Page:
Last week, KPMG, one of our main competitors (!!), decided to take back mobile phones previously issued to a large number of administrative staff (as part of a cost-cutting drive they have going on there at the moment). Those mobiles were not only very useful to their disappointed employees, but they were free of taxation.

This got Tax Tuesday thinking about tax efficient benefits, generally.

We think our clients might value having a list of the things they can do tax efficiently for their employees (and for themselves). We have added a few tips and comments to some of the more realistic items on the menu.

The full list of tax efficient benefits is long and there are items which might be of relatively infrequent or even doubtful use. There are, however, a good number which do warrant some thought and attention.

In our long-term experience of business, we have found that even small and sundry benefits can make a real difference to employee contentment and loyalty; and where those things are free of Income Tax and National Insurance, the cost of making that difference becomes much more affordable!

Consider these items:

    1. Mobile phones (handset, contract, all calls)
      • Phones can be a powerful benefit-in-kind (BIK) because interest and take-up can be expected to be high, in principle. Yes, employers need to get the choice of hardware “right” and yes, limits and boundaries on usage are usually necessary. This item is, of course, most attractive and convenient where business usage is likely to be essential.
    2. Pension contributions
      • Next week’s Tax Tuesday expects to outline the considerable taxation advantages associated with approved pension arrangements – look out for that! Among other things, the blog will highlight how contributions made by the employer can be superior to those made personally: “Salary sacrifice” remains available for pension contributions, enabling valuable NI savings to be achieved on the sacrificed amounts, for both employee and employer alike.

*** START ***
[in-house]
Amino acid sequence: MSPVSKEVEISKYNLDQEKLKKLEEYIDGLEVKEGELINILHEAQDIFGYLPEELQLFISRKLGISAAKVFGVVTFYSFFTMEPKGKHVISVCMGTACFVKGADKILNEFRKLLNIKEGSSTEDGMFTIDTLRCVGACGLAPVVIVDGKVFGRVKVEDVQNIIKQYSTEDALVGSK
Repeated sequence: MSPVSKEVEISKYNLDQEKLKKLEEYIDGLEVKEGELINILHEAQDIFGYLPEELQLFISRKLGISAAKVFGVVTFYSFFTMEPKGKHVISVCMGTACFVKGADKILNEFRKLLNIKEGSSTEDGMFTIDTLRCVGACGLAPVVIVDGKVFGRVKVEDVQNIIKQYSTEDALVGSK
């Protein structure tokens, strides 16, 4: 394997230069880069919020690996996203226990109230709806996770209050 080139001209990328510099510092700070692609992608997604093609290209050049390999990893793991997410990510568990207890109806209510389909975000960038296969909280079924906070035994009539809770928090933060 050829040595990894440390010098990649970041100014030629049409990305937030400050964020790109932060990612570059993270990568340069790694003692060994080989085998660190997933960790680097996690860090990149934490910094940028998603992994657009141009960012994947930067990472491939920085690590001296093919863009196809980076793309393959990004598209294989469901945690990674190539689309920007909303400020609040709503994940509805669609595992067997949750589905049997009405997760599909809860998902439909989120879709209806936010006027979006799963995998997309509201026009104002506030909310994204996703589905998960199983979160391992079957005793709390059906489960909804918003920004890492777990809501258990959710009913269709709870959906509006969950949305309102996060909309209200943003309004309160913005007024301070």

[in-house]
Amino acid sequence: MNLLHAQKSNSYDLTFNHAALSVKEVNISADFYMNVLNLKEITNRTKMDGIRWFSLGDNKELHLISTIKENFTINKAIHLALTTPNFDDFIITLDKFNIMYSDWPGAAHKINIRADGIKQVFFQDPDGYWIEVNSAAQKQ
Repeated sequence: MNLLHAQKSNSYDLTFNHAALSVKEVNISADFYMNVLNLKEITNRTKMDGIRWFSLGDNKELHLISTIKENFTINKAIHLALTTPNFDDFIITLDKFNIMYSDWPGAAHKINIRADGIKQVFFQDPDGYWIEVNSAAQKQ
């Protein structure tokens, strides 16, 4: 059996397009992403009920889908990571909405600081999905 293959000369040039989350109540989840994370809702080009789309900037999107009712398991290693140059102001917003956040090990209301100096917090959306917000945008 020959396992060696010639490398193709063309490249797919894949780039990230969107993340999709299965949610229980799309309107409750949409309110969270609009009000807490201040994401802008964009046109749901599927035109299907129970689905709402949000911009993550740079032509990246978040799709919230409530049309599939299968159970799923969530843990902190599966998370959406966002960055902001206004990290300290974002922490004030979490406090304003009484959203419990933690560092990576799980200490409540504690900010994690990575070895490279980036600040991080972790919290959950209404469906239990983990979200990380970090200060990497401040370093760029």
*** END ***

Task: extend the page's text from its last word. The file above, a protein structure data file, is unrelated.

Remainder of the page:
3. “Trivial” benefits
      • Employers can give any number of benefits to employees, made up of individual items to a value not exceeding £50 each, as long as these are not explicit rewards for work done, and not exchangeable for cash (so, vouchers for a retail outlet which cannot be encashed are typical examples). NB while there are restrictions upon director/shareholders, even these individuals can have up to six such items in a tax year, worth £300 of tax-free value – and it would surely be daft not to take those tax giveaways.
    4. Living accommodation
      • It might surprise readers to see living accommodation in the list of potentially tax efficient benefits but it can sometimes be so. Just by way of example, residential accommodation provided by the employer, with a cost of up to £75,000 (bear with us on this!) potentially gives rise to a taxable benefit-in-kind amounting only to the “gross rateable value” (GRV) which would have applied to that property at the time of rating assessments back in 1973. That GRV is likely to be “peanuts”, relatively-speaking, in today’s money. And before anyone scoffs at the cost threshold or reminds us that a residence in the company won’t qualify for private residence relief, it might be worth exploring a holiday unit, like a very nice log cabin somewhere………………
    5. Annual parties
      • Up to £150 cost per employee per annum is tax-free, but take care not to exceed the allowance or the full cost of the event(s) which give rise to that excess become taxable.
    6. Childcare provision and facilities
      • Where childcare is a regular feature of the needs of an employer’s personnel, the options of establishing own nursery at the workplace, paying a childcare provider up to specified limits or giving childcare vouchers to interested staff can be effective. At the current time sums of up to £55 per week (depending upon the marginal tax rate of the employee) are free of taxation.
    7. Cars, vans, bicycles, fuel, electricity, and parking
      • (I) While the taxable benefit-in-kind on “low emission” cars is currently calculated at 16% of list price (or 20% for diesels), fiscal incentives return from April 2020, when company-provided electric and hybrid cars, achieving lower than 50 g/km of CO2, will start at taxable benefits of just 2% of list price (NB. that level, which applies to wholly electric cars and hybrids where the electric power has a range of more than 130 miles, does increase for hybrids with lower electric-only powered mileage ranges).